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Open Payments system back online after rocky start

CMS brings the Open Payments site back online after an ID mix-up involving physician data prompted a review; some data won't be made public pending further investigation.

The Centers for Medicare and Medicaid Services (CMS) put its disputed Open Payments system back online after suspending it for nearly two weeks when at least one physician complained that payments to another doctor with the same name appeared under his name.

"The Open Payments system is once again available for physicians and teaching hospitals to register, review and dispute financial interaction information received from health care manufacturers and group purchasing organizations," CMS said in release.

"Incorrect payment transactions have been removed from the current review and dispute process and this data will not be published," the statement continued. That adds up to about one-third of payments data still offline until next June, Modern Healthcare reported.

While CMS has put off the deadline for doctors to check the accuracy of their data and file any disputes from Aug. 27 to Sept. 8, the federal agency is sticking to its Sept. 30 target date for the information on the Open Payments website to be made public.

AMA voices displeasure

The American Medical Association, which had warned of potentially inaccurate reporting, called for further delay of full rollout of the Open Payments program.

I don't think it's accurate right now. It's ridiculous. I think it's still screwed up.
David E. Mann, M.D.electrophysiologist

"The agency has not fixed the major problems that continue to mark the roll-out of this database including confusing and inaccurate information, lack of reliable functionality, and excessive time required to register and review reports," the American Medical Association said in a statement. "This inadequate response will lead to inaccurate publication of data."

The program was established this year under the Physician Payments "Sunshine Act" provision of the Affordable Care Act to reduce conflicts of interest and attempt to control healthcare costs, among other things, by publishing financial relationships between the medical industry and healthcare providers and hospitals on a public Web site.

"We took it down for some quality and data checks," Salters told SearchHealthIT earlier.

"CMS takes data integrity very seriously and took swift action after a physician reported a problem," said CMS Deputy Administrator and Director of the Center for Program Integrity Shantanu Agrawal, M.D., in a release. "We have identified the root cause of the problem and have instituted a system fix to prevent similar errors. We strongly encourage physicians to review their records before the deadline and before the data are posted publically to identify any discrepancies."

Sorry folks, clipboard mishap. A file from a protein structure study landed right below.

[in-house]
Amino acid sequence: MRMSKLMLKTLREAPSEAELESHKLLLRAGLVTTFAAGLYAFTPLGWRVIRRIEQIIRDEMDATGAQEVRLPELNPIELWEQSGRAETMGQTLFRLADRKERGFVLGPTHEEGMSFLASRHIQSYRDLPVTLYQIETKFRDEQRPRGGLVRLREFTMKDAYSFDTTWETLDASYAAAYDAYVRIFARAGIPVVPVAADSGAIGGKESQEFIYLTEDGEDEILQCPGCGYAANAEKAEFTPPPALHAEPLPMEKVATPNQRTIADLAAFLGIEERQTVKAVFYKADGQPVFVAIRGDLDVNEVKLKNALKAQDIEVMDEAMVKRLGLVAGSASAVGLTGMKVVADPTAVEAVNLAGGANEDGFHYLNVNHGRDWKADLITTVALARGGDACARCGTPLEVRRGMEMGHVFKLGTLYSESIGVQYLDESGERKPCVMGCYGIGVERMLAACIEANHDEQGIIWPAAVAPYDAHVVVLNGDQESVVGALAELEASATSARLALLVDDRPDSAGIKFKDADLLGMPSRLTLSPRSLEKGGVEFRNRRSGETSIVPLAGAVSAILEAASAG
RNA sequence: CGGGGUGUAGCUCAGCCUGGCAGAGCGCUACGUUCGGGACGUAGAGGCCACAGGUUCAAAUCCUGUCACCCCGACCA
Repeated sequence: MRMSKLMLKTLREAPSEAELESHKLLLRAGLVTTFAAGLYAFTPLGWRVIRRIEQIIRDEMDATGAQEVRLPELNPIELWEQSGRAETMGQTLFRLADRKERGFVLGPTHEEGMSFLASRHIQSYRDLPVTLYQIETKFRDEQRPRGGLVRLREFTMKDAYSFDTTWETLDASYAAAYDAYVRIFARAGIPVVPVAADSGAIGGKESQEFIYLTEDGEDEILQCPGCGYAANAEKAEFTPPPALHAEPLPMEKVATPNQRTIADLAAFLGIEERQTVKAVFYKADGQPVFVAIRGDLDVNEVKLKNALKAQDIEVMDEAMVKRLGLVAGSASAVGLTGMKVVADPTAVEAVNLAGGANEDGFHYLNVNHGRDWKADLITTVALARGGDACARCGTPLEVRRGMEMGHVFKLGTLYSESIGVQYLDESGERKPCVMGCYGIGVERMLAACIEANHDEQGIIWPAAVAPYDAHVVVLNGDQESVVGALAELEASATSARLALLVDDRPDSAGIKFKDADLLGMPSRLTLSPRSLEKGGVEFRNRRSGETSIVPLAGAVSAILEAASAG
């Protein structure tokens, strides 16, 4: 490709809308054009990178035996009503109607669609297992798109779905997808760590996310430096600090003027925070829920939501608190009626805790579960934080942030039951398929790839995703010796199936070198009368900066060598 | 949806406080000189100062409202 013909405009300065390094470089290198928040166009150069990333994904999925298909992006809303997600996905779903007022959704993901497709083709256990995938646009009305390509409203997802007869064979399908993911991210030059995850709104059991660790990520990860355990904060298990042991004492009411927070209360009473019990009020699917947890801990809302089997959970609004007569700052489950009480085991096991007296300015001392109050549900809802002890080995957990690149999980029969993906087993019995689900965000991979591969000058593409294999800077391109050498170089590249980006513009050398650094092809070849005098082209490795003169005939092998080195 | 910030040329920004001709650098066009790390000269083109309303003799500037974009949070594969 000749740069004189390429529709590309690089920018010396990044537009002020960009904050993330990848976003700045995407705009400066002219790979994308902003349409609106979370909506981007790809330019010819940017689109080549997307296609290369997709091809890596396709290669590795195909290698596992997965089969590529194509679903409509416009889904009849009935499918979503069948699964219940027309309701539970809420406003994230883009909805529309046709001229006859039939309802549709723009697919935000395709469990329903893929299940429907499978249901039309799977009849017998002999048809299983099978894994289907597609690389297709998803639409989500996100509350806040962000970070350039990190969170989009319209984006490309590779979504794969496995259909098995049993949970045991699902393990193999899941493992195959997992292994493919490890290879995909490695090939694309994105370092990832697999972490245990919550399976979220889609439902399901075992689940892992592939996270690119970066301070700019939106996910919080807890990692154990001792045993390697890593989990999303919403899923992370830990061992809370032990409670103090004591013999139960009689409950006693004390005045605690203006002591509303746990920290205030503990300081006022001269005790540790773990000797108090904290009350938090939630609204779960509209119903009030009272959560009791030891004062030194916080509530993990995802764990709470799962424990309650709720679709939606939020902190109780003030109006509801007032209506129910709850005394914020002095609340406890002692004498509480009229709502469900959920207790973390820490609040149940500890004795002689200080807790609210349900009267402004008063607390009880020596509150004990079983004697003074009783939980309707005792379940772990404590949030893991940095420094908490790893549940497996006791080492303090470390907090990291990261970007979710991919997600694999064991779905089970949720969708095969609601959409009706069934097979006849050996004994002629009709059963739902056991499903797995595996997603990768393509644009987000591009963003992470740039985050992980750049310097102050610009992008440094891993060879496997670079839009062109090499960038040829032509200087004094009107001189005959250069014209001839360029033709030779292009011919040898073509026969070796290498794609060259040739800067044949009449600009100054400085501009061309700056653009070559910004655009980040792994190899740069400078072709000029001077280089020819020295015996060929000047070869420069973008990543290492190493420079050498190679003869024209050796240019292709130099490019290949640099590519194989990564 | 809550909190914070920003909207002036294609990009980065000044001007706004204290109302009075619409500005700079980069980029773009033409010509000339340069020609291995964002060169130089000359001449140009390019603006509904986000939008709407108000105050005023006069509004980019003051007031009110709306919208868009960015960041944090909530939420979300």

According to the CMS release, a "full investigation" into a physician complaint found that manufacturers and group purchasing organizations (GPOs) submitted intermingled data, such as the wrong state license number or national provider identifier, for physicians with the same last and first names.

"This erroneously linked physician data in the Open Payments system," the statement said.

CMS said it has double-checked all the data to ensure that physician identifiers used by the manufacturer or GPO are correct, and that all the applicable payments are attributed to a single physician.

Physician reports mix-up

The problem that prompted the shutdown of the site was first reported by ProPublica, after David E. Mann, M.D., a Louisville, Ky., electrophysiologist, discovered payments to another David E. Mann, M.D., an oncologist in Florida. The Kentucky doctor wrote a blog post about it.

"Given my experience, I encourage everyone to check their own data. I doubt I am the only one who has mistaken data," Mann wrote. "All this could prove a huge embarrassment to physicians when the data is posted to the public."

In an interview after the site was put back up Aug. 14, Mann said he was alarmed to discover that while the mistaken payments attributed to him were now gone, about three appropriate payments to him from medical device manufacturer Medtronics were missing. Mann said those payments totaled about $100 and were for things such as lunches and breakfasts.

"They took out the disputed accounts, but it doesn't seem quite right," Mann said.

Mann added that another physician, a friend of his, also noted several legitimate payments had gone missing.

"I don't think it's accurate right now. It's ridiculous," Mann said. "I think it's still screwed up."

Mann also criticized what he called a cumbersome, time-consuming and intrusive system for doctors to register on the system, a process that he said takes several hours and multiple screens, and asks participants to disclose credit history information as part of verifying identities.

In prepared background information, CMS officials said they initially found that at least one manufacturer supplied erroneous data that combined the real name, address and NPI [national healthcare provider identifier number] of a physician with the wrong state medical license.

"This caused our system to combine that data with the data of the physician who actually held that license," according to a CMS statement provided to SearchHealthIT. "Because of this, a physician was able to see all payments, including payments for the other erroneously physician connected by the medical license."

Let us know what you think about the story; email Shaun Sutner, news and features writeror contact @SSutner on Twitter.

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